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Lafayette Place in no hurry, developer says

  • By
  • | 11:00 a.m. November 4, 2016
  • Commercial Real Estate
  • Tampa Bay–Lakeland
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For a project that could total 1.7 million square feet — roughly equivalent to the 42-story 100 North Tampa, SunTrust Financial Centre and the Tampa City Center skyscrapers combined — Hillsborough River Realty Co. doesn't appear to be in any rush to break ground.

In fact, Hillsborough River Senior Vice President John LaRocca says the company, an affiliate of Jeffries Travis Realty Corp., is anxious to see other, seemingly competing projects — namely Strategic Property Partners' $2 billion Channelside redevelopment; Feldman Equities and Tower Realty Partners' 52-story Riverwalk Tower; and Related Group's revamp of the Tampa Tribune site, to name a few — succeed.

“We're not pressured to make something happen immediately,” LaRocca says. “For those projects already in the pipeline in downtown Tampa and those that are close to getting permits, we want them to be successful, because that will mean our project stands a chance of being successful. Success will breed success.”

LaRocca adds that Hillsborough River Realty owns its more than 6-acre tract, which is bordered by Kennedy Boulevard and the Hillsborough River on one side and the LeRoy Selmon Expressway on another, free of debt. The Tampa-based company's principals began assembling the tract just south of the University of Tampa nearly three decades ago. Required infrastructure is already in place.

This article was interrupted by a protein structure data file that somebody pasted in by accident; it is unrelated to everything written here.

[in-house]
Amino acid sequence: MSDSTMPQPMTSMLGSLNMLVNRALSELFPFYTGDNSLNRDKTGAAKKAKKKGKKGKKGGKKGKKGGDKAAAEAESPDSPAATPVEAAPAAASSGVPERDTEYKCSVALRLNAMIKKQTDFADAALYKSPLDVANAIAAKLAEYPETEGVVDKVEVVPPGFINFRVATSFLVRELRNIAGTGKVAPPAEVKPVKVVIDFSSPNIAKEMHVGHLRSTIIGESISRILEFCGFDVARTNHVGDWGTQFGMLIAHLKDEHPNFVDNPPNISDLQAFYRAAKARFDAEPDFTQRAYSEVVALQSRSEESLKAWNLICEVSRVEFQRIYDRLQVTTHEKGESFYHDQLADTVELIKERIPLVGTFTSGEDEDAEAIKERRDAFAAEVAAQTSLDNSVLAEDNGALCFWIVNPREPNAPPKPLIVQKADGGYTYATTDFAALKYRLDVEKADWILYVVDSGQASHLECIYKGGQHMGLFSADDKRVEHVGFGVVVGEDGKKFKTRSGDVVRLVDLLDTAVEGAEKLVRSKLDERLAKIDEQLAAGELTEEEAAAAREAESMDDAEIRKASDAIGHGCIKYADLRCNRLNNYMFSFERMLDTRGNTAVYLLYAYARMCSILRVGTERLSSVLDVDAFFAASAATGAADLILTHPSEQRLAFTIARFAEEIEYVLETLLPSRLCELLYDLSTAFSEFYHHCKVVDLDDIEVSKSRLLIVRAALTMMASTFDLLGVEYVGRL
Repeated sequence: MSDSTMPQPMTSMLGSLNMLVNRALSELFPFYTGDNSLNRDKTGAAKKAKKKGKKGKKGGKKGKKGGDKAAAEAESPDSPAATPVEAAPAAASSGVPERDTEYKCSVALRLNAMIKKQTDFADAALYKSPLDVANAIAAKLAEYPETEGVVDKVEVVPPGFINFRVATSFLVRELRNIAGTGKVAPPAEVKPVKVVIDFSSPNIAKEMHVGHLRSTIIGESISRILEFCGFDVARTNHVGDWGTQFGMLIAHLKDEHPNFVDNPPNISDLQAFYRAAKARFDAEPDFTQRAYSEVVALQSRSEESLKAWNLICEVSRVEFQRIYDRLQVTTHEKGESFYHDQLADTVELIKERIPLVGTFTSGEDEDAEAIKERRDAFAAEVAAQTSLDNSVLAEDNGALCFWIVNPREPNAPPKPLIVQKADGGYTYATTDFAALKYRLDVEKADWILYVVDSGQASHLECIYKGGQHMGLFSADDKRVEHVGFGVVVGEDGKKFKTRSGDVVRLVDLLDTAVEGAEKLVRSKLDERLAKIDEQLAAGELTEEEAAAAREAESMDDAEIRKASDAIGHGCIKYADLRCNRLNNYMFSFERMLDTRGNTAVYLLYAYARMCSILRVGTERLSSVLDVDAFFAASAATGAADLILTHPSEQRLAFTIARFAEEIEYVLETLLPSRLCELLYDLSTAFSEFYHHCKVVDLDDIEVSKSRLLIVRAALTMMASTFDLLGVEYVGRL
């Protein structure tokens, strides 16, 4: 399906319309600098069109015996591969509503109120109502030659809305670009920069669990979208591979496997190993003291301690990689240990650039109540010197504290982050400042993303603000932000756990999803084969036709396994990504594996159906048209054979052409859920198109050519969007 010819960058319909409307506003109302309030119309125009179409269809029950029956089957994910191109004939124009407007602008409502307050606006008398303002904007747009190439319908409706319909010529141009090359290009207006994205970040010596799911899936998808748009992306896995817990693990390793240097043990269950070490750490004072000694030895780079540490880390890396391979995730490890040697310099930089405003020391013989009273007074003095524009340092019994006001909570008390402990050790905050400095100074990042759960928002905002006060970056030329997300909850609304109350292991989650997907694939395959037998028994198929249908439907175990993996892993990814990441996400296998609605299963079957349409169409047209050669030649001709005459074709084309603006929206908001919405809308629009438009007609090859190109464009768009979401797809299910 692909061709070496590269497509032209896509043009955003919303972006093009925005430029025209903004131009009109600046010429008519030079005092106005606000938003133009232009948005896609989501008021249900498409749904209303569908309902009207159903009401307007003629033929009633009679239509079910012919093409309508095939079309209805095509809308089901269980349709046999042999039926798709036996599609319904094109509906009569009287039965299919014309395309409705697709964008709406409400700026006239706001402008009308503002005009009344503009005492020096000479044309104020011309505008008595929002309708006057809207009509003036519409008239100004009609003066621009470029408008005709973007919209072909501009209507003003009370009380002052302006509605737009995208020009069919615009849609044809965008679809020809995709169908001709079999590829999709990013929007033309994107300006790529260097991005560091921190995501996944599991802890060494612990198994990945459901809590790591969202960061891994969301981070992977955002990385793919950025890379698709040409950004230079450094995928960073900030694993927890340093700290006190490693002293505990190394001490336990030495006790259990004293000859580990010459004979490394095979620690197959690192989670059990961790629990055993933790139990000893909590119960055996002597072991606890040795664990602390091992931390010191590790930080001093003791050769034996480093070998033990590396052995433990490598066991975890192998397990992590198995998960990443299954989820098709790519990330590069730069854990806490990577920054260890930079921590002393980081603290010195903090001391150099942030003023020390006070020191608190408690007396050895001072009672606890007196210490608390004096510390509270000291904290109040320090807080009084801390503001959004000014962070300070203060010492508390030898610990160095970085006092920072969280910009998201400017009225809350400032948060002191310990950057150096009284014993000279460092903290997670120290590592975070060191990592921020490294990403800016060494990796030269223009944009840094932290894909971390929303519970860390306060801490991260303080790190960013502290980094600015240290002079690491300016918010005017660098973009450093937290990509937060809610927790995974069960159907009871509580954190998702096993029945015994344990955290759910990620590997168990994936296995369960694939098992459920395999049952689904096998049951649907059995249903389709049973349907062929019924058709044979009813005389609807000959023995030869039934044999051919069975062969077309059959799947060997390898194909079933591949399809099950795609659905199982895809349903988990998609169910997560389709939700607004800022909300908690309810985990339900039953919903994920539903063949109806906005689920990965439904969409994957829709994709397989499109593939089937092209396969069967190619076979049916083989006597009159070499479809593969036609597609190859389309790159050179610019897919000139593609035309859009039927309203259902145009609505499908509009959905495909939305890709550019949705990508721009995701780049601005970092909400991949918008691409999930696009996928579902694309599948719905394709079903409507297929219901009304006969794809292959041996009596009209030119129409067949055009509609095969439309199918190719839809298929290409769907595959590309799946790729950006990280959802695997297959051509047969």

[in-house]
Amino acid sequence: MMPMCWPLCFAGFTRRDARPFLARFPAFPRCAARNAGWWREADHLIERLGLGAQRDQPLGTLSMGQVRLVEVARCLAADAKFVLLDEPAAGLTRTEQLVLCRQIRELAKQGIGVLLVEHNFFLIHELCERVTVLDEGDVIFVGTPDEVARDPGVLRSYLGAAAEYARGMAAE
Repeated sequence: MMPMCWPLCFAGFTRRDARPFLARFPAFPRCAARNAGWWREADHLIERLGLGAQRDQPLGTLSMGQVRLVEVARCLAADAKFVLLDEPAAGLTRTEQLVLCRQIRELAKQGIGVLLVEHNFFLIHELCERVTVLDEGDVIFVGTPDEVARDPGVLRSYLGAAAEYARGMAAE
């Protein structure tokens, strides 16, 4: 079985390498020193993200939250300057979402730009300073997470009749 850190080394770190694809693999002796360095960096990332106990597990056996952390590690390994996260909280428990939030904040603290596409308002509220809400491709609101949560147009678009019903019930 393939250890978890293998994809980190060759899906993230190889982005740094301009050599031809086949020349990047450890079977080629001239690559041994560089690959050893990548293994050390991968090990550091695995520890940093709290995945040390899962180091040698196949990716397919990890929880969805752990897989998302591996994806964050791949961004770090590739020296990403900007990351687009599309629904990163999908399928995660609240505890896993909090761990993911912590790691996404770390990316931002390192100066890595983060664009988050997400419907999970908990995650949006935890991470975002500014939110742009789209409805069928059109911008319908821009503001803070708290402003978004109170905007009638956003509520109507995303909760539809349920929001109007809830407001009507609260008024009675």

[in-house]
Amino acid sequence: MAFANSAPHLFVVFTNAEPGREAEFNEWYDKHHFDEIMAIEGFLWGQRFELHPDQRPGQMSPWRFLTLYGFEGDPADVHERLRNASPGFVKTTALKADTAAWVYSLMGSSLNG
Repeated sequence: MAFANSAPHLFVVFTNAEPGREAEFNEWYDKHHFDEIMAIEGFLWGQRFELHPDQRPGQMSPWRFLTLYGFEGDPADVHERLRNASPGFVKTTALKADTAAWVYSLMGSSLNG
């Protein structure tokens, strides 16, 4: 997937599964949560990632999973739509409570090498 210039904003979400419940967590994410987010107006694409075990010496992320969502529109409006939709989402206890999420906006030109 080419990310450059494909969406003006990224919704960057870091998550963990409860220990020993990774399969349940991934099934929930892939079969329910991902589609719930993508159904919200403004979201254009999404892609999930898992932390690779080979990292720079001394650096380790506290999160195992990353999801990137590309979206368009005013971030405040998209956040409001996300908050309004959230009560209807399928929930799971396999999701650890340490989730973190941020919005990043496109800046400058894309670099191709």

The company's new three-building plan for Lafayette Place calls for a mix of office, retail and residential space, along with 350 hotel rooms and nearly 4,000 structured parking spaces. In keeping with its patient intentions, there is no development timetable.

At this stage, LaRocca says Hillsborough River Realty is hoping to rezone the property to allow a mixed-use development, which would supplant a proposal for an office high-rise proposed more than a decade ago.

He says the company hasn't priced out the project yet, but it could easily top $400 million, based on industry development standards.

“We think we're proposing the right uses for the property and for the city,” LaRocca says.

The company hopes to complete its rezoning by March of next year, and would likely phase any development.

The largest of its three proposed buildings, Lafayette Tower, would rise 40 stories and contain a hotel and nearly 700,000 square feet of office space. The 25-story Lafayette Parkview adjacent to it is being designed for 140 residential units, 2,000 parking spaces and 35,000 square feet of retail.

A little more than a block away, Lafayette Central is slated to contain 235 rental units, 24,000 square feet of retail space and more than 1,800 parking spaces in a 25-story tower.

LaRocca acknowledges that pre-leasing the office space to obtain financing would be “the challenge,” but that critical mass generated by other projects could bring with it a corporate relocation that would need a large block of contiguous space and desire a river view.

“The economy in the entire Tampa Bay area is improving, and Tampa's focus is on making the Hillsborough River the center of downtown,” he says. “And with that, we believe we now have a mix of uses that are a more realistic response to the trends being experienced in urban centers.”


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